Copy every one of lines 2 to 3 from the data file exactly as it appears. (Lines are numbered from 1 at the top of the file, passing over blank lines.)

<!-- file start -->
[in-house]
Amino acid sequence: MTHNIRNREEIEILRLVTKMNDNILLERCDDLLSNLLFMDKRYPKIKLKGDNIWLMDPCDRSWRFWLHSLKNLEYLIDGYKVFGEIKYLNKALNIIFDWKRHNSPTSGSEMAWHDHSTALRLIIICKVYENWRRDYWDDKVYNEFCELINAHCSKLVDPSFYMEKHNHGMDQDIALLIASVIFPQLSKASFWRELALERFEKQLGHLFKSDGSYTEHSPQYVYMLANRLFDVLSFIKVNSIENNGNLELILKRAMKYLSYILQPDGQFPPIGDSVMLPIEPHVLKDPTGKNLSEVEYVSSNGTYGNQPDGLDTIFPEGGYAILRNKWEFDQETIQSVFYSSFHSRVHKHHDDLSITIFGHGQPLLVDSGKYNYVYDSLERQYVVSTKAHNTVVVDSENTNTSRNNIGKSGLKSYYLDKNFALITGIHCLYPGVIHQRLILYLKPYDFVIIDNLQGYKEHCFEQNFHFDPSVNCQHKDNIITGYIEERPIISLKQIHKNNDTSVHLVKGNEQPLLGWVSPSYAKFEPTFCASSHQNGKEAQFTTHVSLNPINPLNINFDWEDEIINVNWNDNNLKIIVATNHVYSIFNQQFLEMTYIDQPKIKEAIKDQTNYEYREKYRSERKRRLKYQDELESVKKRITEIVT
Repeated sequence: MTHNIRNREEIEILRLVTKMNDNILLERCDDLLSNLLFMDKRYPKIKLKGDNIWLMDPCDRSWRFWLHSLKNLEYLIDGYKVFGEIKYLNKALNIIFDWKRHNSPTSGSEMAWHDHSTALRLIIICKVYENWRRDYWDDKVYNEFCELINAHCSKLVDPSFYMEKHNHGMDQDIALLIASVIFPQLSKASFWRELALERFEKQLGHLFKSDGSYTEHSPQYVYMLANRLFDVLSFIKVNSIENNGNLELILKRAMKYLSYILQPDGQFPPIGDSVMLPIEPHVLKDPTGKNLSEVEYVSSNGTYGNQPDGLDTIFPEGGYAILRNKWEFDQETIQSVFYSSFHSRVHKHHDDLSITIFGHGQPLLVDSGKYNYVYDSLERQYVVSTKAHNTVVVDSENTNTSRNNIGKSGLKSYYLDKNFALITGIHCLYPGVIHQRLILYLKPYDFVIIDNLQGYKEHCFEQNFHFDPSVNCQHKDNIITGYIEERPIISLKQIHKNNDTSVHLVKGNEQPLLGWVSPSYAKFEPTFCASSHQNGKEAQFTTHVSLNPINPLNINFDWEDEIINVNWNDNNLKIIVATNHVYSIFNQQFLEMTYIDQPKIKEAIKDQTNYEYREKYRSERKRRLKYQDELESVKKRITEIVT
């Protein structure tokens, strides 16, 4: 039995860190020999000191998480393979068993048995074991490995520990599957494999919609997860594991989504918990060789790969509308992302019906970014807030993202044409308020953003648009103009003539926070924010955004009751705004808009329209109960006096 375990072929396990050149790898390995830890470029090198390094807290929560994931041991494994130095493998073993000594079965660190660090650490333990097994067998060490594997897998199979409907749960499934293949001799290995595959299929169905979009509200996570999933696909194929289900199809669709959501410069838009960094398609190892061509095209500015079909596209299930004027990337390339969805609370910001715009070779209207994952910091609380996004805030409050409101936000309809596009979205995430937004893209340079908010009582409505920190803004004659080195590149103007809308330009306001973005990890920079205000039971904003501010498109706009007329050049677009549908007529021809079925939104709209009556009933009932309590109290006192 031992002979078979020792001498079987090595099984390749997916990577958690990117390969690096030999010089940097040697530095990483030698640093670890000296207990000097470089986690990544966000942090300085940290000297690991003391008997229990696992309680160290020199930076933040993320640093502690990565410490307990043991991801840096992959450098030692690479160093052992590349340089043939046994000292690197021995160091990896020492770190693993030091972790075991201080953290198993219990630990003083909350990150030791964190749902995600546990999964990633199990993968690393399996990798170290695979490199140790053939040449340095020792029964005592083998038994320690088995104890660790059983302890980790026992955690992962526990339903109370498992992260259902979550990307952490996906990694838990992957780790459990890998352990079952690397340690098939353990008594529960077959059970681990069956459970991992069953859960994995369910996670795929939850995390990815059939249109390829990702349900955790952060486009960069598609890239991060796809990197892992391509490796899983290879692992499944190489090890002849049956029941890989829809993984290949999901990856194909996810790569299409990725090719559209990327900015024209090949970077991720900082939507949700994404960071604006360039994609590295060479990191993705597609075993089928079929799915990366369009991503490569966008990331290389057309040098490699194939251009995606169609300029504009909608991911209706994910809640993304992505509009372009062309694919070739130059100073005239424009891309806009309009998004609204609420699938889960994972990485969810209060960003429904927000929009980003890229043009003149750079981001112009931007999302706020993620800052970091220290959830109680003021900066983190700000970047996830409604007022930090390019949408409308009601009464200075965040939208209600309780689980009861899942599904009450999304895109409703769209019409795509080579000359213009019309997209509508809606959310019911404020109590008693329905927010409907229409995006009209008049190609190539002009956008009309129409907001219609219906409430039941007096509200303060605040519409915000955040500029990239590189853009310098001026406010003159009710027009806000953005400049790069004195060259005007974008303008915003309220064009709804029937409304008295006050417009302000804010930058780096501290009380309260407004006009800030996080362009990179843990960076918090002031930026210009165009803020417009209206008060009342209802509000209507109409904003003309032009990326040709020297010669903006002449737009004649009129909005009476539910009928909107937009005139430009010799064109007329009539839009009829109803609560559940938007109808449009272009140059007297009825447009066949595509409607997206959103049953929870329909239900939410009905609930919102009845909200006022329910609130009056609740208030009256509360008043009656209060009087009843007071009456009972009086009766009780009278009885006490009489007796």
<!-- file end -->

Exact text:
Amino acid sequence: MTHNIRNREEIEILRLVTKMNDNILLERCDDLLSNLLFMDKRYPKIKLKGDNIWLMDPCDRSWRFWLHSLKNLEYLIDGYKVFGEIKYLNKALNIIFDWKRHNSPTSGSEMAWHDHSTALRLIIICKVYENWRRDYWDDKVYNEFCELINAHCSKLVDPSFYMEKHNHGMDQDIALLIASVIFPQLSKASFWRELALERFEKQLGHLFKSDGSYTEHSPQYVYMLANRLFDVLSFIKVNSIENNGNLELILKRAMKYLSYILQPDGQFPPIGDSVMLPIEPHVLKDPTGKNLSEVEYVSSNGTYGNQPDGLDTIFPEGGYAILRNKWEFDQETIQSVFYSSFHSRVHKHHDDLSITIFGHGQPLLVDSGKYNYVYDSLERQYVVSTKAHNTVVVDSENTNTSRNNIGKSGLKSYYLDKNFALITGIHCLYPGVIHQRLILYLKPYDFVIIDNLQGYKEHCFEQNFHFDPSVNCQHKDNIITGYIEERPIISLKQIHKNNDTSVHLVKGNEQPLLGWVSPSYAKFEPTFCASSHQNGKEAQFTTHVSLNPINPLNINFDWEDEIINVNWNDNNLKIIVATNHVYSIFNQQFLEMTYIDQPKIKEAIKDQTNYEYREKYRSERKRRLKYQDELESVKKRITEIVT
Repeated sequence: MTHNIRNREEIEILRLVTKMNDNILLERCDDLLSNLLFMDKRYPKIKLKGDNIWLMDPCDRSWRFWLHSLKNLEYLIDGYKVFGEIKYLNKALNIIFDWKRHNSPTSGSEMAWHDHSTALRLIIICKVYENWRRDYWDDKVYNEFCELINAHCSKLVDPSFYMEKHNHGMDQDIALLIASVIFPQLSKASFWRELALERFEKQLGHLFKSDGSYTEHSPQYVYMLANRLFDVLSFIKVNSIENNGNLELILKRAMKYLSYILQPDGQFPPIGDSVMLPIEPHVLKDPTGKNLSEVEYVSSNGTYGNQPDGLDTIFPEGGYAILRNKWEFDQETIQSVFYSSFHSRVHKHHDDLSITIFGHGQPLLVDSGKYNYVYDSLERQYVVSTKAHNTVVVDSENTNTSRNNIGKSGLKSYYLDKNFALITGIHCLYPGVIHQRLILYLKPYDFVIIDNLQGYKEHCFEQNFHFDPSVNCQHKDNIITGYIEERPIISLKQIHKNNDTSVHLVKGNEQPLLGWVSPSYAKFEPTFCASSHQNGKEAQFTTHVSLNPINPLNINFDWEDEIINVNWNDNNLKIIVATNHVYSIFNQQFLEMTYIDQPKIKEAIKDQTNYEYREKYRSERKRRLKYQDELESVKKRITEIVT